Due to its atypical location as stated, the diagnosis of ES/PNET in kidney relies on integrated analysis including histomorphology, multiple immunohistochemical staining and confirmation of molecular-genetic testing. Despite the improved prognosis of this tumor by surgery and adjuvant therapy, optimized and potent therapeutic regimes are still urgently needed.
Availability of data and materials
All data and materials in the manuscript will be available from the corresponding author for non-commercial purposes.
Primitive neuroectodermal tumors
Renal Ewing sarcoma
Inferior vena cava
Positron emission tomography-computed tomography
Vincristine, doxorubicin and cyclophosphamide
Ifosfamide and etoposide
Fluorescence in situ hybridization testing
Celli R, Cai G. Ewing sarcoma/primitive neuroectodermal tumor of the kidney: a rare and lethal entity. Arch Pathol Lab Med. 2016;140(3):281–5.
Seemayer TA, Thelmo WL, Bolande RP, Wiglesworth FW. Peripheral neuroectodermal tumors. Persp Pediatr Pathol. 1975;2:151–72.
Zhang S, Li Y, Wang R, Song B. Ewing’s sarcoma/primitive neuroectodermal tumor of the kidney: a case report and literature review. Transl Androl Urol. 2019;8(5):562–6.
Ellinger J, Bastian PJ, Hauser S, Biermann K, Muller SC. Primitive neuroectodermal tumor: rare, highly aggressive differential diagnosis in urologic malignancies. Urology. 2006;68(2):257–62.
Riley DS, Barber MS, Kienle GS, Aronson JK, von Schoen-Angerer T, Tugwell P, Kiene H, Helfand M, Altman DG, Sox H, et al. CARE guidelines for case reports: explanation and elaboration document. J Clin Epidemiol. 2017;89:218–35.
Jimenez RE, Folpe AL, Lapham RL, Ro JY, O’Shea PA, Weiss SW, Amin MB. Primary Ewing’s sarcoma/primitive neuroectodermal tumor of the kidney: a clinicopathologic and immunohistochemical analysis of 11 cases. Am J Surg Pathol. 2002;26(3):320–7.
Risi E, Iacovelli R, Altavilla A, Alesini D, Palazzo A, Mosillo C, Trenta P, Cortesi E. Clinical and pathological features of primary neuroectodermal tumor/Ewing sarcoma of the kidney. Urology. 2013;82(2):382–6.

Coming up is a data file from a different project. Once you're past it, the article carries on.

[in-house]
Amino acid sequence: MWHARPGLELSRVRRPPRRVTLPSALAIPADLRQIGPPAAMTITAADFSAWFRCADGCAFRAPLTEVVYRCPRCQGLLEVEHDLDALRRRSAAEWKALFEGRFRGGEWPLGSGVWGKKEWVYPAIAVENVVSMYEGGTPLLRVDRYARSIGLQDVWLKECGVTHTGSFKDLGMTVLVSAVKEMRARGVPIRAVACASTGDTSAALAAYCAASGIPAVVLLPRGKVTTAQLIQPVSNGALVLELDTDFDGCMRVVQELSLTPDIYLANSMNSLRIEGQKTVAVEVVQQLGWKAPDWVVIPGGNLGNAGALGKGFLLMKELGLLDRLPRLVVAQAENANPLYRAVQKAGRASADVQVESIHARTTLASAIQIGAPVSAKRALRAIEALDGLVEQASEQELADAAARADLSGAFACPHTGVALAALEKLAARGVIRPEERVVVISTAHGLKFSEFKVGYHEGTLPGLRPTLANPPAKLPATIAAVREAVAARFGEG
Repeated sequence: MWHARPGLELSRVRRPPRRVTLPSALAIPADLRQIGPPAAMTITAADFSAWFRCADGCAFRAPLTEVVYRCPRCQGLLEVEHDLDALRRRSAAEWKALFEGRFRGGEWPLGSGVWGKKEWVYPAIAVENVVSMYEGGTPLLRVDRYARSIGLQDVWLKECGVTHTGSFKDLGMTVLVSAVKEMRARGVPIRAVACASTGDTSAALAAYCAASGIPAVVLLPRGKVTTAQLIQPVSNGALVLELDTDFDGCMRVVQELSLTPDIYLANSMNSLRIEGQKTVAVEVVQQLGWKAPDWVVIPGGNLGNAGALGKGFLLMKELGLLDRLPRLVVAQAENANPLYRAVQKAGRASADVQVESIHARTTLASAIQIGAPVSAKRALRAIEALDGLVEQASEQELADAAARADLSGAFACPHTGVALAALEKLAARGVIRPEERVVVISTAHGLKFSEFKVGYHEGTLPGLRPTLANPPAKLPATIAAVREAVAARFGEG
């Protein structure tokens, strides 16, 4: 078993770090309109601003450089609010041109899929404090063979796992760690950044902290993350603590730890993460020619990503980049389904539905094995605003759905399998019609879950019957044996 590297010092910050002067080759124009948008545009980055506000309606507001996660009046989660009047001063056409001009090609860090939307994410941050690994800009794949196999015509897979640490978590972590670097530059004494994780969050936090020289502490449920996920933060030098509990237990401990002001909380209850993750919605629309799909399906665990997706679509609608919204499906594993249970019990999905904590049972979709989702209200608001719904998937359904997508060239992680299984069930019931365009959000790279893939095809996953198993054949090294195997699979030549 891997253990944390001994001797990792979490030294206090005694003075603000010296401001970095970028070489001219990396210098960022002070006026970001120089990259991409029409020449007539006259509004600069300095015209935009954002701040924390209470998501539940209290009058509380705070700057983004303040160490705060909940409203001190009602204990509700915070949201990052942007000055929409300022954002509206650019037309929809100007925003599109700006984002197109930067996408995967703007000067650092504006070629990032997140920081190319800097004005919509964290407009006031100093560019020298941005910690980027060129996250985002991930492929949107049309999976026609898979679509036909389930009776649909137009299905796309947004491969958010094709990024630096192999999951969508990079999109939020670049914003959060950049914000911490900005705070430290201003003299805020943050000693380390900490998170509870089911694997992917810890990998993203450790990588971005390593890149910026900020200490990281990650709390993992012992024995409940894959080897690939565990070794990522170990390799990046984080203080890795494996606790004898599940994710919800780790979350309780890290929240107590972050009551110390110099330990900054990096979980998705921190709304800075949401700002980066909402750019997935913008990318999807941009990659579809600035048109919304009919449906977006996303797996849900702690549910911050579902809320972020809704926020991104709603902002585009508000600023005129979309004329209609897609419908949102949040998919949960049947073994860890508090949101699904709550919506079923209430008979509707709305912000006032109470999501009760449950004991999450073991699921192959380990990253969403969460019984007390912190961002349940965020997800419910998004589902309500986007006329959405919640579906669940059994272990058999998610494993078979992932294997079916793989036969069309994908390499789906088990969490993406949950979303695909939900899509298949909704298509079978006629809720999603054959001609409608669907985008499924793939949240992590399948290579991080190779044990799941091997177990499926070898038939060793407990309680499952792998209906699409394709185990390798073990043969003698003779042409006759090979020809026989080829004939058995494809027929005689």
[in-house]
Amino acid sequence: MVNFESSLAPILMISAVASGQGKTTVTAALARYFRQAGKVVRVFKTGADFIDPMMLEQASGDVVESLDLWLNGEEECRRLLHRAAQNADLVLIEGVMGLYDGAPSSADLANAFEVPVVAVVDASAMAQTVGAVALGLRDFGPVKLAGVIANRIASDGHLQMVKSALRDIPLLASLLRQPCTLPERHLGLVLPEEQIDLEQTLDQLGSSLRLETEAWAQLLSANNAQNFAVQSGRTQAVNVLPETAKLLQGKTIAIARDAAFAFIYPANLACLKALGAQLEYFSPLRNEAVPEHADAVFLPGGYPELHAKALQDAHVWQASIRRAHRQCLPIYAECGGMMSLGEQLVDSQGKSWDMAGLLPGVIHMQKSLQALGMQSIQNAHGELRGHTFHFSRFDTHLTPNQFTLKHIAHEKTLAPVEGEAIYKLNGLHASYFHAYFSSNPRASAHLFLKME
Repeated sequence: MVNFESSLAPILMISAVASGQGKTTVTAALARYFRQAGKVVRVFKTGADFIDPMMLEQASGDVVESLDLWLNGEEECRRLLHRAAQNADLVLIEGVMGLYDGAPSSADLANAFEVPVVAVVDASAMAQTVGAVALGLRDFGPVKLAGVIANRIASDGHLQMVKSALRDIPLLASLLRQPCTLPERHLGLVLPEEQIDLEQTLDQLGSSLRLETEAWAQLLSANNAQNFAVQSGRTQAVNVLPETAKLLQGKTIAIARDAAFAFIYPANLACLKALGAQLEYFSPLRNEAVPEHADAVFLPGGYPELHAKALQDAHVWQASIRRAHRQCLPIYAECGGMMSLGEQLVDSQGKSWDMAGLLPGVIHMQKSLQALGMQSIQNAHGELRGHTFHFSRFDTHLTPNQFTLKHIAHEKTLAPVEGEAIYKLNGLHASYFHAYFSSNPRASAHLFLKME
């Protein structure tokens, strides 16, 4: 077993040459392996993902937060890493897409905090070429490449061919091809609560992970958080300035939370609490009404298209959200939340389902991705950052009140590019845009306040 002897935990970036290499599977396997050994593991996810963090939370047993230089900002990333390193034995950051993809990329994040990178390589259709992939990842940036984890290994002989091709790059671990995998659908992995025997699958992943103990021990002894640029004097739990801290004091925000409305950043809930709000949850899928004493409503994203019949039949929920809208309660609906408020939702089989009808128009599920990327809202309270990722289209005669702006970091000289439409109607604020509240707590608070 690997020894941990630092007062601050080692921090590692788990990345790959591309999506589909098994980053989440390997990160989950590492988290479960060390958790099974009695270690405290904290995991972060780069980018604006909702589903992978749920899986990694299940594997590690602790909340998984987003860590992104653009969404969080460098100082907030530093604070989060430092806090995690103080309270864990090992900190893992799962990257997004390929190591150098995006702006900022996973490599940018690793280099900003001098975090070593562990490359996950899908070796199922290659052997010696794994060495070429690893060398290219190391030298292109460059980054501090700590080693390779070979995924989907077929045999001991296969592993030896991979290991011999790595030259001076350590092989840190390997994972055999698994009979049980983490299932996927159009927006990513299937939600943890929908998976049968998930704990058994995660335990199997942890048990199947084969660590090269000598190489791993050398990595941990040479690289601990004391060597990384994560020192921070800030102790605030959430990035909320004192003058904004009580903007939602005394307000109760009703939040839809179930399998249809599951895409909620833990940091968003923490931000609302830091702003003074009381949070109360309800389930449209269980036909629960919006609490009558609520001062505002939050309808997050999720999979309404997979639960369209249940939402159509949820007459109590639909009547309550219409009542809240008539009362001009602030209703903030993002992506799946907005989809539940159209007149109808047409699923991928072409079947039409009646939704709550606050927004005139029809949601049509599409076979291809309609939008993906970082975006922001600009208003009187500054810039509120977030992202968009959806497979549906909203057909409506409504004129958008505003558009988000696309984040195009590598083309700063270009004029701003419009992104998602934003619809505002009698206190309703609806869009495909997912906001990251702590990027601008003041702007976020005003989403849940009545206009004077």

Parham DM, Roloson GJ, Feely M, Green DM, Bridge JA, Beckwith JB. Primary malignant neuroepithelial tumors of the kidney: a clinicopathologic analysis of 146 adult and pediatric cases from the National Wilms’ Tumor Study Group Pathology Center. Am J Surg Pathol. 2001;25(2):133–46.
Folpe AL, Goldblum JR, Rubin BP, Shehata BM, Liu W, Dei Tos AP, Weiss SW. Morphologic and immunophenotypic diversity in Ewing family tumors: a study of 66 genetically confirmed cases. Am J Surg Pathol. 2005;29(8):1025–33.
Yang Y, Zhang L, Wei Y, Wang H, Xiong W, Chen Z, Hes O, Zheng J. Detection of EWSR1 translocation with nuclear extraction-based fluorescence in situ hybridization for diagnosis of Ewing’s sarcoma/primitive neuroectodermal tumor. Anal Quant Cytol Histol. 2007;29(4):221–30.
Karpate A, Menon S, Basak R, Yuvaraja TB, Tongaonkar HB, Desai SB. Ewing sarcoma/primitive neuroectodermal tumor of the kidney: clinicopathologic analysis of 34 cases. Ann Diagn Pathol. 2012;16(4):267–74.
Fergany AF, Dhar N, Budd GT, Skacel M, Garcia JA. Primary extraosseous ewing sarcoma of the kidney with level III inferior vena cava thrombus. Clin Genitourin Cancer. 2009;7(3):E95-97.